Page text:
Another common problem which causes students to struggle is going too fast. Speed is something that develops unconsciously. This can only occur when one has practised in slow-motion and trained the brain and body to move and act in a certain way. Exaggerated arm and hand movements during f**se transfers is a further issue; one cannot develop a conscious style of movement until movement itself is under deliberate control. This takes time to develop coordination, muscle strength and awareness in how one moves. (The ‘Upside-Down Banknote’ is a wonderful trick for training the student in movement.)
The half-moon spread was the simple, the obvious way to proffer a pack for the taking of a card. The flourish was incidental.’ – J.N. Hilliard
Mechanics vs technique
When magicians learn a new sleight or sequence, in their desire to master it and ‘do it right’ they adopt the posture, movement and body language of the person who inspired them. This is difficult to overcome unless pointed out by someone trained in body language and self-awareness. It must always be remembered that, no only does style come from within but so does technique; there is a fine line between the mechanics of a particular sleight and the body language used when performing it.
While we learn new sleights from external sources most of the time, we need to learn to differentiate between mechanics, and technique in the sense of style. For example, the T** Ch**** has simple mechanics, but techniques for it abound, many of them based on personal idiosyncrasies.
Presentation as expression
As mentioned earlier, our style of being and acting affects the way we talk; not necessarily our accent but what we talk about and how we say it. We should stop thinking of presentation as something artificially added onto an effect, and start thinking of it as the way we present ourselves: our clothes, our magic, actions and words. This is our branding, our style. It is normal for me to talk about psychology, for example, as I am genuinely interested in this. For others, mentioning Jung or Freud will sound fake. It would be similarly fake for me to adopt ‘underground, American card-cheat slang’ (many magicians do so, without realising how anomalous it sounds).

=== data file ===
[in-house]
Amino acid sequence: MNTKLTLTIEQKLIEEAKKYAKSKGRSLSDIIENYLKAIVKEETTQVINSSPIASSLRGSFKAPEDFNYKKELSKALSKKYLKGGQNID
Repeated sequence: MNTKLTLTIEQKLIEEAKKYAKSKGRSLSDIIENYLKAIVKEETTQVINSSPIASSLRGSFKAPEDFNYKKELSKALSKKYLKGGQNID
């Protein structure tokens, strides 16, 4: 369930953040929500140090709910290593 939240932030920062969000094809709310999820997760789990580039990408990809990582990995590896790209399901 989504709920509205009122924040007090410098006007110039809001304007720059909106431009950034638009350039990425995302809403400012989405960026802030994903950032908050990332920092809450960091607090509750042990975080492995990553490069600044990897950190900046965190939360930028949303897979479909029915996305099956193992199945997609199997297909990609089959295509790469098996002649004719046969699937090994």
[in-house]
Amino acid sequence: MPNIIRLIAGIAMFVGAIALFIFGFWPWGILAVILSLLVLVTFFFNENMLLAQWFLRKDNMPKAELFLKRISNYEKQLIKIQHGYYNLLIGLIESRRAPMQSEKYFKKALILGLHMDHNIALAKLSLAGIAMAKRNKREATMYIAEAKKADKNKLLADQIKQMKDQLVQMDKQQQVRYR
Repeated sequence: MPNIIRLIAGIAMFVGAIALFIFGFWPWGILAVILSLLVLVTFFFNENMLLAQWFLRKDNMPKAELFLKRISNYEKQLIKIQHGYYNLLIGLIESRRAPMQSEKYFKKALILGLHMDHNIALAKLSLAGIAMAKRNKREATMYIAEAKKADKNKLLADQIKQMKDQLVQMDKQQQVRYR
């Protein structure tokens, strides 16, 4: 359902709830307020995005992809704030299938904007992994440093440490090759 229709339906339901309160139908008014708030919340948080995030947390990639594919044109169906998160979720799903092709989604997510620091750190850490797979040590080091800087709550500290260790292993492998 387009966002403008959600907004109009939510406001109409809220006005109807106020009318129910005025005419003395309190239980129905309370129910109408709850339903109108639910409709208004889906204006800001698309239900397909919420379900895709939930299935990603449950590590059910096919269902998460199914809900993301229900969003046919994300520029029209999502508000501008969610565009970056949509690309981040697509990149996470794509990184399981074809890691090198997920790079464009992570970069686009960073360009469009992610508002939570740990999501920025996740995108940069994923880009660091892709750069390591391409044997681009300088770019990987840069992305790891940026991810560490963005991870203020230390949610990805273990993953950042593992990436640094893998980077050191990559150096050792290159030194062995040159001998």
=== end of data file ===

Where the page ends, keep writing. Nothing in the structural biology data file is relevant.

The safest style for most beginners is the natural/generic style used by most magicians. However, this is a double-edged sword. While this is a safe option for general use, the adoption of anomalous or atypical handling and presentation styles must be guarded against as carefully (if not more so) as by any other type of performer. Indeed, adopting a certain identifiable style in many ways makes it easier to identify anomalies; being ‘somewhere in the middle’ can make it all too easy to swing this way and that without realising it.
All roads lead to Milan
The interesting and helpful thing about style is the way it affects everything: the way we move, act, talk, present. If you aren’t sure what style of presentation to use magically, think about how you move and act in everyday life. I’m normally quite considered and careful, so it wouldn’t make sense for me to present myself as someone slapdash.
On the other hand, let’s say you aren’t sure what kind of technical style of execution suits you best; just look at how you normally talk and present yourself. The one affects the other, and finding a style has multiple entry points which then affect the others. To take one obvious example, there is a clear connection between flourishing (cardistry) and skateboarding culture; some of the card and skateboard moves (and technical names) even resemble one another!
But there is much leeway and one shouldn’t draw false conclusions. Wearing a baseball cap backwards and growing a beard doesn’t inherently mean one should become a flourisher! The matter of style is far more an inner expression than an intellectual choice. (Maybe the beard and baseball cap are just a passing phase.)
Branding for all
Just because one is an amateur doesn’t mean that discovering a brand isn’t important. We can be unconsciously and uncaringly brandless, but as seen above, that simply makes us less aware of our style and more prone to cloning and mimicry; the very things we wanted to avoid when we rejected branding as something irrelevant or undesirable. It also makes us susceptible to buying every new trick and gimmick that comes out and being led astray by every new craze. It’s almost as if in our search for the perfect trick, the latest back design, the newest buzz, we are searching for the perfect brand.